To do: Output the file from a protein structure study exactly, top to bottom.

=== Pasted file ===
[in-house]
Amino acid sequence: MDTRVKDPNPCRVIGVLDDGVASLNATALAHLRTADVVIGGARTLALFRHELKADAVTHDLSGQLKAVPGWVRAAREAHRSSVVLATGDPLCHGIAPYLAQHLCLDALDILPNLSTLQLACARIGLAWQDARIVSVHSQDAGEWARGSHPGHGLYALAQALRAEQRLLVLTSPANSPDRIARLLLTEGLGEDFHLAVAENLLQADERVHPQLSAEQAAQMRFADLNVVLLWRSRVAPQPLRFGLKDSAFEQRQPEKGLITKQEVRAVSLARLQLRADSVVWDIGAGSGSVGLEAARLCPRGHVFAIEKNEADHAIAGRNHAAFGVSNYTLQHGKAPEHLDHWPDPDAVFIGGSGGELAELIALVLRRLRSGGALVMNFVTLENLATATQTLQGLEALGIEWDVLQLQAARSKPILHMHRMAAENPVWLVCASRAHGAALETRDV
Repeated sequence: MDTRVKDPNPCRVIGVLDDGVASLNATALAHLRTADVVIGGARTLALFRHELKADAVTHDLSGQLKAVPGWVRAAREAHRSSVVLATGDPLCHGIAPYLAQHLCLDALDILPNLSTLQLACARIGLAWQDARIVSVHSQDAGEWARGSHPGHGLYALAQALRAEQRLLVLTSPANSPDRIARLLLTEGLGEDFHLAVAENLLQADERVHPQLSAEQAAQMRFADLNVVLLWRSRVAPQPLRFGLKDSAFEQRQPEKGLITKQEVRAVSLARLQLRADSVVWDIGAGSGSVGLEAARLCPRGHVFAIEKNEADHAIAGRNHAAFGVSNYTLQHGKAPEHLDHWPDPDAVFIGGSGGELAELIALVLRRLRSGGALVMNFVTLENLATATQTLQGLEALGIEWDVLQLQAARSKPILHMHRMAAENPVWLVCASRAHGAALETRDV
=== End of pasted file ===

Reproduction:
[in-house]
Amino acid sequence: MDTRVKDPNPCRVIGVLDDGVASLNATALAHLRTADVVIGGARTLALFRHELKADAVTHDLSGQLKAVPGWVRAAREAHRSSVVLATGDPLCHGIAPYLAQHLCLDALDILPNLSTLQLACARIGLAWQDARIVSVHSQDAGEWARGSHPGHGLYALAQALRAEQRLLVLTSPANSPDRIARLLLTEGLGEDFHLAVAENLLQADERVHPQLSAEQAAQMRFADLNVVLLWRSRVAPQPLRFGLKDSAFEQRQPEKGLITKQEVRAVSLARLQLRADSVVWDIGAGSGSVGLEAARLCPRGHVFAIEKNEADHAIAGRNHAAFGVSNYTLQHGKAPEHLDHWPDPDAVFIGGSGGELAELIALVLRRLRSGGALVMNFVTLENLATATQTLQGLEALGIEWDVLQLQAARSKPILHMHRMAAENPVWLVCASRAHGAALETRDV
Repeated sequence: MDTRVKDPNPCRVIGVLDDGVASLNATALAHLRTADVVIGGARTLALFRHELKADAVTHDLSGQLKAVPGWVRAAREAHRSSVVLATGDPLCHGIAPYLAQHLCLDALDILPNLSTLQLACARIGLAWQDARIVSVHSQDAGEWARGSHPGHGLYALAQALRAEQRLLVLTSPANSPDRIARLLLTEGLGEDFHLAVAENLLQADERVHPQLSAEQAAQMRFADLNVVLLWRSRVAPQPLRFGLKDSAFEQRQPEKGLITKQEVRAVSLARLQLRADSVVWDIGAGSGSVGLEAARLCPRGHVFAIEKNEADHAIAGRNHAAFGVSNYTLQHGKAPEHLDHWPDPDAVFIGGSGGELAELIALVLRRLRSGGALVMNFVTLENLATATQTLQGLEALGIEWDVLQLQAARSKPILHMHRMAAENPVWLVCASRAHGAALETRDV